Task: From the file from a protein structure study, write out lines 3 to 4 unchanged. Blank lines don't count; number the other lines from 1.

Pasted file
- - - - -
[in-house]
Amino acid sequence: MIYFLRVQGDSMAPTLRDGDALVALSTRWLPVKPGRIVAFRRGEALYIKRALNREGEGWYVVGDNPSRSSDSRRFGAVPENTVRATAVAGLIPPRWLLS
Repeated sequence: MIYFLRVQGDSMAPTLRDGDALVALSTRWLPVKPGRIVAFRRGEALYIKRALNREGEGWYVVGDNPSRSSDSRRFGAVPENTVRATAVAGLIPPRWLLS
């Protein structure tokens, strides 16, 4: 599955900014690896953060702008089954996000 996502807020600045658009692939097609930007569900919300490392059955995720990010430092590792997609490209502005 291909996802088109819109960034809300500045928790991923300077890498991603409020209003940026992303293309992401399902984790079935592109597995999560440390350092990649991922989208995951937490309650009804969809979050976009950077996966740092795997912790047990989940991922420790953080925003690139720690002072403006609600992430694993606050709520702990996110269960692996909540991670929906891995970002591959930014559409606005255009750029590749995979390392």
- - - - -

Repeated sequence: MIYFLRVQGDSMAPTLRDGDALVALSTRWLPVKPGRIVAFRRGEALYIKRALNREGEGWYVVGDNPSRSSDSRRFGAVPENTVRATAVAGLIPPRWLLS
């Protein structure tokens, strides 16, 4: 599955900014690896953060702008089954996000 996502807020600045658009692939097609930007569900919300490392059955995720990010430092590792997609490209502005 291909996802088109819109960034809300500045928790991923300077890498991603409020209003940026992303293309992401399902984790079935592109597995999560440390350092990649991922989208995951937490309650009804969809979050976009950077996966740092795997912790047990989940991922420790953080925003690139720690002072403006609600992430694993606050709520702990996110269960692996909540991670929906891995970002591959930014559409606005255009750029590749995979390392």